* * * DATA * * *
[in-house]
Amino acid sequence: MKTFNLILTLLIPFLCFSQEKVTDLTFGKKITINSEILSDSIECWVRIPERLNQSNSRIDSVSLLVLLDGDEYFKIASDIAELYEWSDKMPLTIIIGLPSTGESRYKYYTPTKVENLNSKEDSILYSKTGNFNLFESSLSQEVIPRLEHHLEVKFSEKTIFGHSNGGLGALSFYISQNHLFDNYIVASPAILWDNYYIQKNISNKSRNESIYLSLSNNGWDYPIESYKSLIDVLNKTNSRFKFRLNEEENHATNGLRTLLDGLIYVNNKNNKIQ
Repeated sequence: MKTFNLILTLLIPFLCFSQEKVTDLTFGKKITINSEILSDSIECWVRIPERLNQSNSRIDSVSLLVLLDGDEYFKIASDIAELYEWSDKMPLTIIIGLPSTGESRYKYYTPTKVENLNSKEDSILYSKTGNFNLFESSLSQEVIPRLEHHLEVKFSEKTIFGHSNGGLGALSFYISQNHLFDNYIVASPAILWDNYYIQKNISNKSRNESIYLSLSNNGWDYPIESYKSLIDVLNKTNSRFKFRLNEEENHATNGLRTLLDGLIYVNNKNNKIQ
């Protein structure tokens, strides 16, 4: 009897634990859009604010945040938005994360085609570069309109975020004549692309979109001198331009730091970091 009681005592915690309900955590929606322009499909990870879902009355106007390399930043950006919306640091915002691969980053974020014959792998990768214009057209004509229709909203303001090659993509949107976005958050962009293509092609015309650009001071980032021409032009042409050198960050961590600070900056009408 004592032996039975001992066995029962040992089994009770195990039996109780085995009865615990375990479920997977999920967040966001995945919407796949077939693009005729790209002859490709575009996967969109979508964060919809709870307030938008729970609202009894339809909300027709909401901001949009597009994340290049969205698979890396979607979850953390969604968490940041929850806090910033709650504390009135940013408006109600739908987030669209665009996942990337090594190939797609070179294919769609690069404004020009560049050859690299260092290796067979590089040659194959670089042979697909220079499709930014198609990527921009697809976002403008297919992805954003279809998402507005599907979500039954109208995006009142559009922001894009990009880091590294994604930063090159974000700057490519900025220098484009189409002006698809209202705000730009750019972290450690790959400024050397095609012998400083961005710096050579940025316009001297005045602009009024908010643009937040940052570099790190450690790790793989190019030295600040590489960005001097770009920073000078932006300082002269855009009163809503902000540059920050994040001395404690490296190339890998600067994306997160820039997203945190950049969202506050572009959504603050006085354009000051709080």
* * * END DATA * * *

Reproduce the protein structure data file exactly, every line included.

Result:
[in-house]
Amino acid sequence: MKTFNLILTLLIPFLCFSQEKVTDLTFGKKITINSEILSDSIECWVRIPERLNQSNSRIDSVSLLVLLDGDEYFKIASDIAELYEWSDKMPLTIIIGLPSTGESRYKYYTPTKVENLNSKEDSILYSKTGNFNLFESSLSQEVIPRLEHHLEVKFSEKTIFGHSNGGLGALSFYISQNHLFDNYIVASPAILWDNYYIQKNISNKSRNESIYLSLSNNGWDYPIESYKSLIDVLNKTNSRFKFRLNEEENHATNGLRTLLDGLIYVNNKNNKIQ
Repeated sequence: MKTFNLILTLLIPFLCFSQEKVTDLTFGKKITINSEILSDSIECWVRIPERLNQSNSRIDSVSLLVLLDGDEYFKIASDIAELYEWSDKMPLTIIIGLPSTGESRYKYYTPTKVENLNSKEDSILYSKTGNFNLFESSLSQEVIPRLEHHLEVKFSEKTIFGHSNGGLGALSFYISQNHLFDNYIVASPAILWDNYYIQKNISNKSRNESIYLSLSNNGWDYPIESYKSLIDVLNKTNSRFKFRLNEEENHATNGLRTLLDGLIYVNNKNNKIQ
């Protein structure tokens, strides 16, 4: 009897634990859009604010945040938005994360085609570069309109975020004549692309979109001198331009730091970091 009681005592915690309900955590929606322009499909990870879902009355106007390399930043950006919306640091915002691969980053974020014959792998990768214009057209004509229709909203303001090659993509949107976005958050962009293509092609015309650009001071980032021409032009042409050198960050961590600070900056009408 004592032996039975001992066995029962040992089994009770195990039996109780085995009865615990375990479920997977999920967040966001995945919407796949077939693009005729790209002859490709575009996967969109979508964060919809709870307030938008729970609202009894339809909300027709909401901001949009597009994340290049969205698979890396979607979850953390969604968490940041929850806090910033709650504390009135940013408006109600739908987030669209665009996942990337090594190939797609070179294919769609690069404004020009560049050859690299260092290796067979590089040659194959670089042979697909220079499709930014198609990527921009697809976002403008297919992805954003279809998402507005599907979500039954109208995006009142559009922001894009990009880091590294994604930063090159974000700057490519900025220098484009189409002006698809209202705000730009750019972290450690790959400024050397095609012998400083961005710096050579940025316009001297005045602009009024908010643009937040940052570099790190450690790790793989190019030295600040590489960005001097770009920073000078932006300082002269855009009163809503902000540059920050994040001395404690490296190339890998600067994306997160820039997203945190950049969202506050572009959504603050006085354009000051709080």